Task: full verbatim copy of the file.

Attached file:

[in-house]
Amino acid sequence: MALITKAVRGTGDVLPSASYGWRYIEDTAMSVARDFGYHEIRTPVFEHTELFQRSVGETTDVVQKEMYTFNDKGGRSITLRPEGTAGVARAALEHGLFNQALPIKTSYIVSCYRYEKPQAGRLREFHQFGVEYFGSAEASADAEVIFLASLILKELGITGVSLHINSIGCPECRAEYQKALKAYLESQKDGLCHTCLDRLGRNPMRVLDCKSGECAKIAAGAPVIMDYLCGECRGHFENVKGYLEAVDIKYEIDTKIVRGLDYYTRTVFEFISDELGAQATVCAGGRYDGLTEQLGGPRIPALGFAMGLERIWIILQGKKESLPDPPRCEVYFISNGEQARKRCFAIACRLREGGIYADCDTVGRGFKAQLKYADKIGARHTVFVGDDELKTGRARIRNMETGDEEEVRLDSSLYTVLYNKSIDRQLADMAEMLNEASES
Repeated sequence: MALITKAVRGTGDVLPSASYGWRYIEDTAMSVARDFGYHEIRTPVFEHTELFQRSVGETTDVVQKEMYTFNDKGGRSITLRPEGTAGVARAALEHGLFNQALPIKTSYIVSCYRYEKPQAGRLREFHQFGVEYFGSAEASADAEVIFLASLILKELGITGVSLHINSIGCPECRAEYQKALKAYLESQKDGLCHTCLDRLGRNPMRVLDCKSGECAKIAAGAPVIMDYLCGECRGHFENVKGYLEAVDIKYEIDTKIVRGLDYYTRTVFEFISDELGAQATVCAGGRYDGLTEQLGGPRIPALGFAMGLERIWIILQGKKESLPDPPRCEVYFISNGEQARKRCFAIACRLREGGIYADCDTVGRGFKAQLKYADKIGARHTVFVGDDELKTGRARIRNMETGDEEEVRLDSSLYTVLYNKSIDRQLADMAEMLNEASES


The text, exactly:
[in-house]
Amino acid sequence: MALITKAVRGTGDVLPSASYGWRYIEDTAMSVARDFGYHEIRTPVFEHTELFQRSVGETTDVVQKEMYTFNDKGGRSITLRPEGTAGVARAALEHGLFNQALPIKTSYIVSCYRYEKPQAGRLREFHQFGVEYFGSAEASADAEVIFLASLILKELGITGVSLHINSIGCPECRAEYQKALKAYLESQKDGLCHTCLDRLGRNPMRVLDCKSGECAKIAAGAPVIMDYLCGECRGHFENVKGYLEAVDIKYEIDTKIVRGLDYYTRTVFEFISDELGAQATVCAGGRYDGLTEQLGGPRIPALGFAMGLERIWIILQGKKESLPDPPRCEVYFISNGEQARKRCFAIACRLREGGIYADCDTVGRGFKAQLKYADKIGARHTVFVGDDELKTGRARIRNMETGDEEEVRLDSSLYTVLYNKSIDRQLADMAEMLNEASES
Repeated sequence: MALITKAVRGTGDVLPSASYGWRYIEDTAMSVARDFGYHEIRTPVFEHTELFQRSVGETTDVVQKEMYTFNDKGGRSITLRPEGTAGVARAALEHGLFNQALPIKTSYIVSCYRYEKPQAGRLREFHQFGVEYFGSAEASADAEVIFLASLILKELGITGVSLHINSIGCPECRAEYQKALKAYLESQKDGLCHTCLDRLGRNPMRVLDCKSGECAKIAAGAPVIMDYLCGECRGHFENVKGYLEAVDIKYEIDTKIVRGLDYYTRTVFEFISDELGAQATVCAGGRYDGLTEQLGGPRIPALGFAMGLERIWIILQGKKESLPDPPRCEVYFISNGEQARKRCFAIACRLREGGIYADCDTVGRGFKAQLKYADKIGARHTVFVGDDELKTGRARIRNMETGDEEEVRLDSSLYTVLYNKSIDRQLADMAEMLNEASES